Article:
IRISH WORLD ARTS AND REVIEW GUIDE

POETRY

THREE NEW COLLECTIONS FROM BLACKSTAFF

The Year Of Not Dancing by C.L. Dallat
Published by Blackstaff Press, Belfast; ISBN 978 0 85640 840 3

A collection of poems sombre in tone and dealing with the death of the poet’s mother when the poet was eleven years old, then deepening into other personal and family relationships back and forth over generations; this book is firmly rooted in the Glens of Antrim but moves to London where the poet now lives.

The most direct poem about his mother’s death is unsentimental, almost detached in tone, but as unforgettably moving as Seamus Heaney’s poem about a child’s funeral wherein the poet sees the tiny coffin and writes “a foot for every year” –

Once four doors down/and again at the harbour yard/when men in dark, dark blue/with peaked caps and silvered/buttons had come to take/someone to a white van with steps,/both times I was told/this wasn’t “being arrested”:/but I knew there was no plea bargain/for remission the day/the same men in uniform/came up our staircase/and into my mother’s room.

Moving away from the dark, he uses free verse colloquially and at times very amusingly as in the poem BEDSIT when he visits (I assume) his sixteen year old daughter’s bedroom and sees the punk and the Goth and all the paraphernalia of rebellion, when all he really wanted was to see if she still wanted him to bring up her “hottie” given it was nearly summer now.

This collection of poems presents a solid and life affirming second book. C.L. Dallat is a serious poet.

Shaun Traynor 2010

 

Lung Soup by Andrew Elliott
Published by Blackstaff Press Belfast ISBN 978 0 85640 838 0

A completely surreal book of poems which make sense within the author’s mind and are linked there within a very much bigger picture which we hardly glimpse, but so well written that one is completely captivated, taken in and thrilled by this poet’s literary whirligig across Europe from Ulster to Berlin via - almost everywhere in the world. Each poem is an invitation to a short story or a cinema clip, a trailer to a larger life; there are some very seductive and great opening lines, such as: I was tunnelling under the Great Wall of China/when who did I meet, tunnelling out,/but a lady I’d last seen in Havana, doing the salsa/at three in the morning when the building/we were dancing in collapsed – they do in Havana.... Yet, when this poet climbs down from this crazy trapeze act with form and genre and writes an accessible, formal short poem, he can be both moving and profound – this then, his poem called What Ulster Means to Me –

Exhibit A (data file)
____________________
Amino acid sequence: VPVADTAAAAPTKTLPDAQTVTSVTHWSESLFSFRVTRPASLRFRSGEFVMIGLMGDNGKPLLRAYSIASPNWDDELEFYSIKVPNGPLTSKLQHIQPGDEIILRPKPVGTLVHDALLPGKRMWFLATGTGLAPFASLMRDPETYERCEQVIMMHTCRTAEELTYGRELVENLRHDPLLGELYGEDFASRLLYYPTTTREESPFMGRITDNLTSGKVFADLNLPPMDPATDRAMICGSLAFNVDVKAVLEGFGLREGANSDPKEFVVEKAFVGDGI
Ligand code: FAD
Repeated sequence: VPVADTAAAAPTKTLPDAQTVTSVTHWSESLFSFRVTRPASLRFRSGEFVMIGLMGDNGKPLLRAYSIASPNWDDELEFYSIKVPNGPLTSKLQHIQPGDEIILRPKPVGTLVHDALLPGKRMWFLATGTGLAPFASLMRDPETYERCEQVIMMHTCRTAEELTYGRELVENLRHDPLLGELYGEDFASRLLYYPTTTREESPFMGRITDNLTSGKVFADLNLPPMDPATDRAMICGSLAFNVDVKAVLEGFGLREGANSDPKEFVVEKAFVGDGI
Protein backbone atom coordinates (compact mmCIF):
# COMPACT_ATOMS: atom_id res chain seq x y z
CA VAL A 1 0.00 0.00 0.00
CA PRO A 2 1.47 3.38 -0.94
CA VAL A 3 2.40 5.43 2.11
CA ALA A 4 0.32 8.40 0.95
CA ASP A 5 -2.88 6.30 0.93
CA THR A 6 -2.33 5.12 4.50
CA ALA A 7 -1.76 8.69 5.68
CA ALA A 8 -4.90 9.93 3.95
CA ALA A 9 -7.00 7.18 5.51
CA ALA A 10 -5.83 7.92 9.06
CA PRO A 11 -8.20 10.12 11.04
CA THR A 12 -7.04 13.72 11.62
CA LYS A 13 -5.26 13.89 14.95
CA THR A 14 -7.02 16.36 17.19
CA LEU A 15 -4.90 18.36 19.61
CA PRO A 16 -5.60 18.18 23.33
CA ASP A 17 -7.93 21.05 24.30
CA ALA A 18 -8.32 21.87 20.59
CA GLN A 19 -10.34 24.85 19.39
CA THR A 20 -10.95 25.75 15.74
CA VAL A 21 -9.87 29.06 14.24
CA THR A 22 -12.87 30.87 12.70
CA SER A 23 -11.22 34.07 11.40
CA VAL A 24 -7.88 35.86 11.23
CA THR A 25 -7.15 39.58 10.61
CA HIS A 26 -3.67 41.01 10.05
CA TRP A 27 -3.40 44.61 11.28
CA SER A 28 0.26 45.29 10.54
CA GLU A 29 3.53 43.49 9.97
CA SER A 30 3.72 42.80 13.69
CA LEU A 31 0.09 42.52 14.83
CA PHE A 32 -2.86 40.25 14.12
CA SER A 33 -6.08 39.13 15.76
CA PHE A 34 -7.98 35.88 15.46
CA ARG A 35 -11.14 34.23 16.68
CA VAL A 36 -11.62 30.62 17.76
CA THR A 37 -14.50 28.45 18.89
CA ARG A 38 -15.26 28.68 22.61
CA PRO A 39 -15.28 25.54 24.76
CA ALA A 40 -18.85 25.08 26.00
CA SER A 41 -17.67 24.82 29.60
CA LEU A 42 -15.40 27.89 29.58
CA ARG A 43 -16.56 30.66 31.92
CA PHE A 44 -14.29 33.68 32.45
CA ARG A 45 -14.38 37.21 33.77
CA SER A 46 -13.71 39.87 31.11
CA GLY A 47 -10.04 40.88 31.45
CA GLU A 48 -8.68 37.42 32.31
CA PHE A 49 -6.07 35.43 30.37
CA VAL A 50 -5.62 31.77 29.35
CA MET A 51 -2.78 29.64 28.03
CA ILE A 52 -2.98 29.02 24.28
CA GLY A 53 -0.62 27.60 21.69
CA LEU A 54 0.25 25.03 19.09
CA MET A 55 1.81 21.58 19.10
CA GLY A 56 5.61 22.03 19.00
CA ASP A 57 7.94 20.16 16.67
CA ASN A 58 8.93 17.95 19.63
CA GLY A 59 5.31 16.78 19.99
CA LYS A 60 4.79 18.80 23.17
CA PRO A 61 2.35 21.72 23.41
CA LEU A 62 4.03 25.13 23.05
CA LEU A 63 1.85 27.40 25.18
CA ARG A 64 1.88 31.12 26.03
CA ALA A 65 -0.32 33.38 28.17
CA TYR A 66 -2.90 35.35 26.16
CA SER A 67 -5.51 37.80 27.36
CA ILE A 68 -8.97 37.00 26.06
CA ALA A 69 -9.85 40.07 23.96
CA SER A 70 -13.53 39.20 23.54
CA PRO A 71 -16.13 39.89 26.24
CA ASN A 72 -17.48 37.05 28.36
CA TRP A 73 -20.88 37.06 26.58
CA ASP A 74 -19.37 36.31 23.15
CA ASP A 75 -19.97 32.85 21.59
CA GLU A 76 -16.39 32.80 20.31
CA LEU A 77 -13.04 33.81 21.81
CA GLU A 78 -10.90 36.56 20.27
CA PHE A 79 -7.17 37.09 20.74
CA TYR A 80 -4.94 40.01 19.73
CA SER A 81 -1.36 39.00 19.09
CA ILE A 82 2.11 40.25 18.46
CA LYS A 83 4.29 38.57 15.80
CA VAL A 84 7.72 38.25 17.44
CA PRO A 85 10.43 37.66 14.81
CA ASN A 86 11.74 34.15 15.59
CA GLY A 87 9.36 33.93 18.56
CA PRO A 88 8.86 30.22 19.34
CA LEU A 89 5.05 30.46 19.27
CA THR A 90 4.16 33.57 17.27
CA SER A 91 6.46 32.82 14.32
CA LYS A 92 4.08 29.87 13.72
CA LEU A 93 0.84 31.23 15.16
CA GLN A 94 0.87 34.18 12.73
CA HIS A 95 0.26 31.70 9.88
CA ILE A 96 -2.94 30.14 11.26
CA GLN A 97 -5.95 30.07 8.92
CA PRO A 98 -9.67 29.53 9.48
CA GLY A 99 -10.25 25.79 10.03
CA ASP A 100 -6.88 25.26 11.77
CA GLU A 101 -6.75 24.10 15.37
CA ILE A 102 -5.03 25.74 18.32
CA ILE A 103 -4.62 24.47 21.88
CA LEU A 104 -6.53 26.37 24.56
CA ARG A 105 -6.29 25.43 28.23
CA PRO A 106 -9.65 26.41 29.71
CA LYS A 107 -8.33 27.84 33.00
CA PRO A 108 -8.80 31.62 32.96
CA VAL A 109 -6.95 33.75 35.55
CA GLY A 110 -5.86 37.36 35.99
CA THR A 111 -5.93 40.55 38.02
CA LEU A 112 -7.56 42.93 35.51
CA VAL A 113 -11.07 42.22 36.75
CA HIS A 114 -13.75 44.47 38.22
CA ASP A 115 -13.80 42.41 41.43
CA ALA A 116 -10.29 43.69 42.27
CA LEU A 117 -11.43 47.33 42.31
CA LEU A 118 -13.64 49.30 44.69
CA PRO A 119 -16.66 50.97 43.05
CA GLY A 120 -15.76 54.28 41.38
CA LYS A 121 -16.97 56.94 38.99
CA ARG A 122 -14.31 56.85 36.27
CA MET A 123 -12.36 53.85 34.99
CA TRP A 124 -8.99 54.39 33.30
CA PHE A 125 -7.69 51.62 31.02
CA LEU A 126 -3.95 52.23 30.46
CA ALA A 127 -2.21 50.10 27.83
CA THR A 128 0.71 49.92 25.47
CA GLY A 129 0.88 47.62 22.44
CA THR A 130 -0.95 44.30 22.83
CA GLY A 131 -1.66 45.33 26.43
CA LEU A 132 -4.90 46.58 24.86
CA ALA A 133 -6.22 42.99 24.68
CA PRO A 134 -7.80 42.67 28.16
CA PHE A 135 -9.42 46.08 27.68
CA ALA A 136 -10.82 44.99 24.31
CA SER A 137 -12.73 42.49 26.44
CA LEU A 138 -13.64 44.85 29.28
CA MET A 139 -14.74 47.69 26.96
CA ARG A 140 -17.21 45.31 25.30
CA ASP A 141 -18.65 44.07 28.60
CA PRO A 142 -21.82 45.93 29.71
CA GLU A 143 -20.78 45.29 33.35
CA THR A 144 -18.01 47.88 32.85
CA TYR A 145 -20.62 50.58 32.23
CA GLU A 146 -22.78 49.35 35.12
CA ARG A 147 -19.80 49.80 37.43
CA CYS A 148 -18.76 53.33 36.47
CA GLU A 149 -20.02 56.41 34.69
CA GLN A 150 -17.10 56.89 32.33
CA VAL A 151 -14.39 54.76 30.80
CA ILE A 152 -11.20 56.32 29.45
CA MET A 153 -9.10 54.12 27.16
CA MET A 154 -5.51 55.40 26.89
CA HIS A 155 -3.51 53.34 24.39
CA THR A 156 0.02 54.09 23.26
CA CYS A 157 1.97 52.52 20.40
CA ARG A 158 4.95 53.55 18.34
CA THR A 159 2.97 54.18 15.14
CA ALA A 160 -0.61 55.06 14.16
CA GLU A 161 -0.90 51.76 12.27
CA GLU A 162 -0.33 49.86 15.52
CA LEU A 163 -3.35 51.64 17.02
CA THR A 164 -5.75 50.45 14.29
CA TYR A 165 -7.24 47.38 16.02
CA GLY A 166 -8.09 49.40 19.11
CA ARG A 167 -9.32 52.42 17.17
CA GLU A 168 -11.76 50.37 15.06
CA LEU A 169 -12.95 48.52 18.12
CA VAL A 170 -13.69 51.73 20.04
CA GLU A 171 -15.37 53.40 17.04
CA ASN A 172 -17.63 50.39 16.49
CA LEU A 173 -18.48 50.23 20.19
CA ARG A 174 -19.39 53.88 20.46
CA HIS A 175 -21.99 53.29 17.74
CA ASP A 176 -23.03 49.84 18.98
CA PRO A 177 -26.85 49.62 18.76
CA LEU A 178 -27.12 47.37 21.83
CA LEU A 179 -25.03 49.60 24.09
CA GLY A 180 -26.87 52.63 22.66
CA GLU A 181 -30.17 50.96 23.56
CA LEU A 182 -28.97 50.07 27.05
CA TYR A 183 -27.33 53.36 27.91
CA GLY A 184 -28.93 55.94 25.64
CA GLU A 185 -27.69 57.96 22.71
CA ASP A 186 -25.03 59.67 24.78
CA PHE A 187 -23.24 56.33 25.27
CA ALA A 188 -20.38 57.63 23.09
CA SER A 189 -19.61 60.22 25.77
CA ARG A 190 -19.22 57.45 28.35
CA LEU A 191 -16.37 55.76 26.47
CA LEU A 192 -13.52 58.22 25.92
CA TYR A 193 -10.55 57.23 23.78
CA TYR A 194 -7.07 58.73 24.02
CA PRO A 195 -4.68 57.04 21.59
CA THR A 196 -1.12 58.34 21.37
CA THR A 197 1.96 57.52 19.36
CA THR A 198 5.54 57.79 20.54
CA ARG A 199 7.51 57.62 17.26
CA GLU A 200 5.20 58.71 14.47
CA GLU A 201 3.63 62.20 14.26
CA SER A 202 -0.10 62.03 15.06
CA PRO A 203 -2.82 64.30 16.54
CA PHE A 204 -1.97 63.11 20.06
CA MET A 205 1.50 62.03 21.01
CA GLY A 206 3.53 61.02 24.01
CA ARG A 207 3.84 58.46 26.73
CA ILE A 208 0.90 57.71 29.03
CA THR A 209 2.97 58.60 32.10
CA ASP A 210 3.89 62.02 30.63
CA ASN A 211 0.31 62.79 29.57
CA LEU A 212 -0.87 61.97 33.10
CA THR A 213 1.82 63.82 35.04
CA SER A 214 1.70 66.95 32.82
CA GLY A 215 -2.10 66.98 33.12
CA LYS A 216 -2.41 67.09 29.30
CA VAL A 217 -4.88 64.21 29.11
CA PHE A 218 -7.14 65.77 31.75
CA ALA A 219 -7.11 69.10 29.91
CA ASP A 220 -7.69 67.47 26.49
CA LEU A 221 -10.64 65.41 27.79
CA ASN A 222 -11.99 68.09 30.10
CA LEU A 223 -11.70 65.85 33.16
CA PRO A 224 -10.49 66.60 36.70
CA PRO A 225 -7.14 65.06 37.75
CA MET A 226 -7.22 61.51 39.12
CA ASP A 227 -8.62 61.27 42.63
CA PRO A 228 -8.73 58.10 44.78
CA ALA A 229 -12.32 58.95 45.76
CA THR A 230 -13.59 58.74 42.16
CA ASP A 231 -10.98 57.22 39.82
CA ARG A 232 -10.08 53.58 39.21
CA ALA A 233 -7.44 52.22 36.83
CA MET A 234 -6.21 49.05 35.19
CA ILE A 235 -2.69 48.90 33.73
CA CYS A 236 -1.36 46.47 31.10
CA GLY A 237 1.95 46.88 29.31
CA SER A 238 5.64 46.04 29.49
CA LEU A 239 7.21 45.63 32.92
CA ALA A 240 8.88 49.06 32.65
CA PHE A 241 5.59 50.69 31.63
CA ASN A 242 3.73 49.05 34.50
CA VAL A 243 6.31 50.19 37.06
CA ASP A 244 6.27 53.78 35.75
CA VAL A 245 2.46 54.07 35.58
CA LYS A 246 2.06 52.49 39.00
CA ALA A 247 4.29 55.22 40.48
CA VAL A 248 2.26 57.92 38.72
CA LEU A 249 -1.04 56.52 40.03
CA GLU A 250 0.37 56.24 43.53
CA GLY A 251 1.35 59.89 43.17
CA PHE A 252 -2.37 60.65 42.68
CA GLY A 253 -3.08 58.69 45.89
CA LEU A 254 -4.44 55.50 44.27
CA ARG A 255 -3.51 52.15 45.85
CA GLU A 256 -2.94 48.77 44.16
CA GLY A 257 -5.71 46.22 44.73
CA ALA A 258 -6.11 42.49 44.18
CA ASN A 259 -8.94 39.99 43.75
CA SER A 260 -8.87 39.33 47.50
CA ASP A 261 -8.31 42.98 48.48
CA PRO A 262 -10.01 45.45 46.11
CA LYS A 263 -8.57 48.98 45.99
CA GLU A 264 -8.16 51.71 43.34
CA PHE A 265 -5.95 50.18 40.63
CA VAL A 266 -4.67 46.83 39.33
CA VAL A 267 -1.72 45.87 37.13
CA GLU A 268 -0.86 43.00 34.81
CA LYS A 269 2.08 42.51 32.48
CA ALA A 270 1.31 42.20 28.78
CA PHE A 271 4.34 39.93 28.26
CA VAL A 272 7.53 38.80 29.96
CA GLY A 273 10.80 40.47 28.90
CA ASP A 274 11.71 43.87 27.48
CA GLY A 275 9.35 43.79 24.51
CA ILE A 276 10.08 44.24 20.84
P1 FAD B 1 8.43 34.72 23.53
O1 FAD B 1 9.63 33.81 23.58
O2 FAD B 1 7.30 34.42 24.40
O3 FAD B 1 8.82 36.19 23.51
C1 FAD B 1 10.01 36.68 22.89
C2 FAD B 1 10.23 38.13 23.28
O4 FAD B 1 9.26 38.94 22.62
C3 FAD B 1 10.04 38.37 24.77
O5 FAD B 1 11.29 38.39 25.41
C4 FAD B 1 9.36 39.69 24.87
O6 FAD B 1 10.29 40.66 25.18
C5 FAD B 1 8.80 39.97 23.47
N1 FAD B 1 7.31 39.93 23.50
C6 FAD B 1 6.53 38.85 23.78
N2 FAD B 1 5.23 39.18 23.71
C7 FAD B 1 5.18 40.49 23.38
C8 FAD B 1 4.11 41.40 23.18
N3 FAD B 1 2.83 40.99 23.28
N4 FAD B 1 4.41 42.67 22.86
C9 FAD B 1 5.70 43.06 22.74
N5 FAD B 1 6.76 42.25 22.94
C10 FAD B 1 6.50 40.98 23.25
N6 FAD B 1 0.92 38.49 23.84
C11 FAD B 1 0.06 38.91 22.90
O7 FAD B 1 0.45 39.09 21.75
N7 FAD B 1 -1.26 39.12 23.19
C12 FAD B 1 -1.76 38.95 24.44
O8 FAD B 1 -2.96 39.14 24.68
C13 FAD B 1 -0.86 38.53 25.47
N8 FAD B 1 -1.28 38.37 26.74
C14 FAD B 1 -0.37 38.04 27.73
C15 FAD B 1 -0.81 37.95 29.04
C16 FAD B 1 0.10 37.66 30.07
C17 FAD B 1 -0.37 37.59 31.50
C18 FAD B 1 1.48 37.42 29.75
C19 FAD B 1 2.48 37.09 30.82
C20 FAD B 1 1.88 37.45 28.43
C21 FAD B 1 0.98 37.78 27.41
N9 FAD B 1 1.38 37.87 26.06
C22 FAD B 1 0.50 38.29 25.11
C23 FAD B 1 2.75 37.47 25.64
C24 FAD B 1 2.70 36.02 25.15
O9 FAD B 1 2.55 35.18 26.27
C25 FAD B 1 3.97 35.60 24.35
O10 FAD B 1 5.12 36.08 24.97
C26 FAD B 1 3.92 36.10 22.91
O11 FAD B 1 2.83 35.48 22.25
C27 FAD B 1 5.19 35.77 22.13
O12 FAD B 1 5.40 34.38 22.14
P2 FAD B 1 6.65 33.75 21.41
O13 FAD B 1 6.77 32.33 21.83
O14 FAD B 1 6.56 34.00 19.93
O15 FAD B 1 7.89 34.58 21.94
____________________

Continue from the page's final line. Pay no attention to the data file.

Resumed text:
I sometimes like to think, when I’m driving through mid-Ulster/on weekday afternoons in June or early July,/of the wives men leave from nine to five to fend, as it were,/for themselves, bring up the children, keep clean the home,/pay the bills, do the shopping, prepare meat-heavy meals/garnished with suggestions of salad, yet who somehow manage/to find the time to have a little moment to themselves,/a duration that the faintest of breezes will fill with/bee-hum, birdsong, the rattle of a drum from a distant hill/until the sun on a passing car’s roof stains the bedroom ceiling red.